Covid Recipe: Get the Vaccine, Wait a Month, Back to Normal

Centers for Disease Control and Prevention headquarters in Atlanta, September 30, 2014.


tami chappell / Reuters

The Centers for Disease Control and Prevention have lost a lot of credibility during the Covid-19 pandemic by being late or wrong with tests, masks, vaccine assignments, and reopening of schools. Staying consistent with that pattern, this week, three months after the vaccine’s release began, the CDC finally began telling vaccinated people that they can have normal interactions with other vaccinated people, but only in very limited circumstances. Given the impressive effectiveness of the vaccine, that should have been immediately obvious applying scientific inference and common sense.

Parts of the new guidelines are absurdly restrictive. For example, the CDC did not withdraw its advice to avoid air travel after vaccination. One year of pre-vaccine experience has shown that airplanes are not a source of spread. A study conducted for the Department of Defense found that commercial aircraft have HEPA filtration and airflow that exceeds the standards of a hospital operating room.

The guidelines approve of vaccinated people meeting low-risk unvaccinated people, but only with people from the same household and in a small private setting. Both for restaurants, birthday parties and weddings.

An unpublished study conducted by the Israel Ministry of Health and Pfizer showed that vaccination reduced transmission by between 89% and 94% and almost completely prevented hospitalization and death, according to press reports. Immunity kicks in fully about four weeks after the first dose of vaccine, and then it’s essentially bulletproof. With the added security of wearing a mask indoors for a few more weeks or months, a practical necessity in public places, even if not medical, since you can’t tell with the naked eye if someone is immune, there’s little that needs to be a vaccinated person. discouraged to do.

On a positive note, the CDC said that fully vaccinated asymptomatic people don’t need to be tested. But that obvious recommendation should have come two months ago, before so much testing was wasted on people who have high levels of circulating antibodies due to vaccination.

In its guidance, the CDC says that the risks of infection in vaccinated people “cannot be completely eliminated.” It is true that we do not have conclusive data to guarantee that vaccination reduces the risk to zero. We never will. We operate within the realm of medical judgment based on the best available data, as practicing physicians have always done. The CDC highlights the staggering success of vaccines, but is ridiculously cautious about their implications. Public health officials focus myopically on the risk of transmission while ignoring the broader health crisis stemming from isolation. The CDC recognizes the “potential” risks of isolation, but does not elaborate.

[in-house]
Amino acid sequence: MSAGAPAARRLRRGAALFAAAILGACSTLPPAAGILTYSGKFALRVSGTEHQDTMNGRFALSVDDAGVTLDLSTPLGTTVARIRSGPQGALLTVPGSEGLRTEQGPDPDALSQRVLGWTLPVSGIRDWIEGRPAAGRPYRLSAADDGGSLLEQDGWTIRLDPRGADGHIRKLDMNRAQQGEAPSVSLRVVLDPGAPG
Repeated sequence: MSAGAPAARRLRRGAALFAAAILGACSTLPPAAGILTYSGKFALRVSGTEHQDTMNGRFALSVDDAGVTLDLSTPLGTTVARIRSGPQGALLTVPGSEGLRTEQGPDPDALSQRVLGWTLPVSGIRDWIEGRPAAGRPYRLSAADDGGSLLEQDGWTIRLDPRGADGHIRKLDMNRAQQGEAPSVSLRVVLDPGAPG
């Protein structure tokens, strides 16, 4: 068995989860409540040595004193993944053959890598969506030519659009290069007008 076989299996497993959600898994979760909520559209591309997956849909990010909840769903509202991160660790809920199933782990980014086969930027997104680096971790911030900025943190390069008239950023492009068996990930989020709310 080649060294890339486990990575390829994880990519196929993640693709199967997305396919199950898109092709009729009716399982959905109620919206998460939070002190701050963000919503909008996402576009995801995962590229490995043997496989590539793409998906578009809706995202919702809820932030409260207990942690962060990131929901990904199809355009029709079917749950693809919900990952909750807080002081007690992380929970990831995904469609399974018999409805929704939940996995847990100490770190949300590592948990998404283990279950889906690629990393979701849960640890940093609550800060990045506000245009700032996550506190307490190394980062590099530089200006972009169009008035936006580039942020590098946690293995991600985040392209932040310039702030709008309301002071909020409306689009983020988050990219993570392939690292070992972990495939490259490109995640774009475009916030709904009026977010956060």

It is time to release vaccinated people to restore their relationships and rebuild their lives. That would encourage vaccination by giving indecisive people a vivid incentive to get the shots.

Throughout the pandemic, authorities have failed to take precautions. Hospitals prevented family members from being with loved ones as they gasped for air and choked on a ventilation tube, what some patients describe as the worst feeling in the world. In addition to the power of holding a hand, family members coordinate care and serve as a valuable safety net, a partnership urgently needed when many hospitals were understaffed. Separating family members was excessive and cruel, driven by narrow thinking that was singularly focused on reducing the risk of viral transmission, without taking into account the damage to human quality of life.

As people yearn to be with their loved ones and rebuild communities, we must not repeat that mistake. We cannot overstate the threat to public health, as we did with the hospital visitation rules, and continue to crush the human spirit with policies that are too restrictive for vaccinated Americans.

Loneliness has turned into a public health crisis. In the pre-Covid era, an estimated 20% of Americans struggled with loneliness, a figure that has surely multiplied faster than research has been able to measure. We recalled this last week in a FAIR Health study that revealed that self-harm among children increased by as much as 300% last year in some parts of the country. Future research is likely to find that insulation damage is greater than is believed today.

Some experts selectively appeal to common sense when it comes to using discretion. Anthony Fauci said it was “common sense” to wear two masks at the same time. I will also invoke “common sense” to answer the big question that many ask themselves: What can I do after being vaccinated? Once a month has passed after your first injection, return to normal.

Dr. Makary is a professor at the Johns Hopkins School of Medicine and the Bloomberg School of Public Health. He is the Senior Medical Advisor for Sesame Care and the author of “The Price We Pay.”

Wonder Land: Today we are on the road to normality, not because of politicians and media agents. Our thanks to the medical staff who treated the patients and discovered the treatments on the fly. And private vaccine developers. Images: Reuters / AFP via Getty Composite: Mark Kelly

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It appeared in the print edition of March 11, 2021.


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